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Evidence That Poor People Aren't Lazy


#1

Evidence That Poor People Aren't Lazy

Paul Buchheit

Many wealthy white conservative males believe they deserve their good fortunes, and that the poor are taking handouts. But on average little of the money of the wealthiest Americans is spent on productive job-creating ventures. Potential young entrepreneurs, in contrast, are too often mired in debt and deprived of opportunities to prosper.


#2

Thank you, Mr. Buchheit for speaking up for the poor and/or unemployed, and exposing how the 21st Century remake of Calvinism comes from the same voices who have always made life miserable for many while blaming the victims of their System for the ensuing poverty.

Indeed--it's the callous disregard for others shown by white males of (fiscal) means.

Carl Jung was one of the only examiners of the human psyche who recognized the value of archetypes. Taking some of these personae direct from the mythological pantheon, he explained that certain behaviors were fixtures to the human condition.

The myth of Cronus explains a father god who devours his own children. Taken metaphorically, it represents the old patriarch who'd rather murder his offspring than pass the torch of power onto them.

I think this archetype is very strong in our world at this time. When patriarchs of corporate power refuse to fund job programs, punish the poor, and demand that children's boundless minds restrict themselves to robotic testing, they are to an extent slaying the next generation to ensure that they can retain their own power.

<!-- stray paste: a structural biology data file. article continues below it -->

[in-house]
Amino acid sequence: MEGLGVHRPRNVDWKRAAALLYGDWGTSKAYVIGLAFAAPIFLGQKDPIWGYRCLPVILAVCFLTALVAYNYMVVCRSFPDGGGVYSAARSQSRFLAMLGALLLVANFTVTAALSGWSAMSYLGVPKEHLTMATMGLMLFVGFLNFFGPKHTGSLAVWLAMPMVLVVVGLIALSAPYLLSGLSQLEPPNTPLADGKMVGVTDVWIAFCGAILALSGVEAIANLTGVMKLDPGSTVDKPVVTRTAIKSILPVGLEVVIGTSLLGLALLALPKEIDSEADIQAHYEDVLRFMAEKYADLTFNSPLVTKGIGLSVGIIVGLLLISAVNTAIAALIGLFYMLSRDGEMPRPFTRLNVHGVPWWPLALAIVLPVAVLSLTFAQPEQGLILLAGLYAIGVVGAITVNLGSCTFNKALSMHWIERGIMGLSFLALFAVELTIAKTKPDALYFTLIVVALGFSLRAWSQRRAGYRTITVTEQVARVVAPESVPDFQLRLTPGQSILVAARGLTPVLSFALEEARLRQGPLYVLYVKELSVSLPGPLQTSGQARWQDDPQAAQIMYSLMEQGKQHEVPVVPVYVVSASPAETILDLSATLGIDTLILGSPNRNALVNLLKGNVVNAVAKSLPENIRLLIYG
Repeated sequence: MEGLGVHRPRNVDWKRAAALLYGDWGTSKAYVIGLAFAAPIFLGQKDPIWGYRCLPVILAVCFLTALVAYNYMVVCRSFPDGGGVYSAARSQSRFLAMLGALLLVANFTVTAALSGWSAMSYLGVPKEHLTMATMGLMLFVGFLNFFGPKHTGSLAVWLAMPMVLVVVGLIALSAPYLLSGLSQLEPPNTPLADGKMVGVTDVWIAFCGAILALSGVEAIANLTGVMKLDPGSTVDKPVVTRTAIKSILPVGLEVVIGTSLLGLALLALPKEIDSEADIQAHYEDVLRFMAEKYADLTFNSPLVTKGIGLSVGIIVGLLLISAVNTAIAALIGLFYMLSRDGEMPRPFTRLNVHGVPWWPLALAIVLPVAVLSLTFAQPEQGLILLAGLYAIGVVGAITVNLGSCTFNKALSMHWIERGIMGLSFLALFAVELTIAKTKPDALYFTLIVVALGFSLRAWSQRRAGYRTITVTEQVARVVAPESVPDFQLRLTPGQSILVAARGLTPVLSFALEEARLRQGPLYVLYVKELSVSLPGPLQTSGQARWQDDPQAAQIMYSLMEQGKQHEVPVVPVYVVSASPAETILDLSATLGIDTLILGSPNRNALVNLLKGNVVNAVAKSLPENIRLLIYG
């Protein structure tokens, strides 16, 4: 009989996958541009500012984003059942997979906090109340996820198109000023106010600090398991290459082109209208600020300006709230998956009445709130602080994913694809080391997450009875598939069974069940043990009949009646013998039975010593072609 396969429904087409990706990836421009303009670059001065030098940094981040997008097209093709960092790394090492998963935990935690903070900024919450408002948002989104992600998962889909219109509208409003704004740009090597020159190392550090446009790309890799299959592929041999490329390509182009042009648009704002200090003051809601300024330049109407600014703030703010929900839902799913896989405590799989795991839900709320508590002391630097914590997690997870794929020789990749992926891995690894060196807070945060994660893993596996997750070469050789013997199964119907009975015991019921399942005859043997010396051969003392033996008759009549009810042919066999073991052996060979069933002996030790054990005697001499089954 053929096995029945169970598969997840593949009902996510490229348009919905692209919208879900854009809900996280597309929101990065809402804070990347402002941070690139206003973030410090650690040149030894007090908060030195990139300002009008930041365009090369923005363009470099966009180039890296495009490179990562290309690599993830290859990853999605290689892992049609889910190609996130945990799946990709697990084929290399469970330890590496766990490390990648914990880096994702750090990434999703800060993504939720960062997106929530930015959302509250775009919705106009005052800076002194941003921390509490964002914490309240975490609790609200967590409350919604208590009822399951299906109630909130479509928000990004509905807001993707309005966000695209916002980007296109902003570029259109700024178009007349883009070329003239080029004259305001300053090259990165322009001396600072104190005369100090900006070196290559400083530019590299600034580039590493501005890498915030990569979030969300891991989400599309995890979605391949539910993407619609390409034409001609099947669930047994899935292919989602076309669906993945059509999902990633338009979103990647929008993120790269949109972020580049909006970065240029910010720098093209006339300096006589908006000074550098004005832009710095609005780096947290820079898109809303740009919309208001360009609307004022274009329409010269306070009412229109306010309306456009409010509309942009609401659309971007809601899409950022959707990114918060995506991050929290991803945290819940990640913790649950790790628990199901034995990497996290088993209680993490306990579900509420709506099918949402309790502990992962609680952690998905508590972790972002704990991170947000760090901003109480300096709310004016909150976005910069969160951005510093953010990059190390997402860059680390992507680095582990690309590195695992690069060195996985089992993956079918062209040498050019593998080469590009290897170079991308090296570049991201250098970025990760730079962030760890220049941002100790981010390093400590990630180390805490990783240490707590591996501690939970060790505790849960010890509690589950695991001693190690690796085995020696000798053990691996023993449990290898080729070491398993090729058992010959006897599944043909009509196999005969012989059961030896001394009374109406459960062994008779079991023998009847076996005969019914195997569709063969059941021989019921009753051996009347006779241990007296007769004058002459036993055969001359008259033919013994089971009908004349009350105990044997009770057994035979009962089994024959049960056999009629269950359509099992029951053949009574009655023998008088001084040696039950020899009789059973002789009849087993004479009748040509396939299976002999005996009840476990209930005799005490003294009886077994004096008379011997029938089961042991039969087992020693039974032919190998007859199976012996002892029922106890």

Underfunding all of the programs that matter is a means--by stealth--of retaining power in the same hands.

This explains the mechanisms in detail:


#4

I was in grade 8 when we got a new teacher for Social Studies. He was considered a "hippie" as he wore his hair long and had just graduated from University and there was tremendous resistance to him from other teachers.

I think he had the greatest impact on my life when it came to thinking for one self and questioning ones own perceptions. That was the first time I read "Man and his Symbols" and I actually got through the whole thing. When we read one of the texts provided for Social studies by the school board on our History he would posit questions to us asking for us to try to understand WHO wrote that history and why and would of what we read be different if one of our First nations people or a women had written the same.

I never forget him or his teachings even though I only had him as a teacher for two years. Recently I visited my old home town and that teachers name came up in a discussion with my cousins and they had much the same sentiments.


#7

I think it is said in the Tao Te Ching (but I can't remember for sure) that the good teacher is never missed...:smile:


#8

It's great to be able to credit a teacher with opening your thought process wider than "the norm." I notice that about you... that you don't need to conform to the dominant opinion and you see further than most. I've been working on a book on Consciousness, itself, and this idea that history's telling would provide a VERY different narrative if the voice doing the explaining was a woman or a Native American is very germane to my evolving work. Thank you for sharing your experience.


#10

When we see the billions of dollars going to oil companies and corporations which pay no taxes, it is pathetic to begrudge the poor the few dollars which could help them overcome their disadvantage. Minimum LIVING wage, fair working conditions, allowing of those leaving prison to make a new start, decent schools and healthcare for all-a new set of priorities rather than militarism and "global war on anything".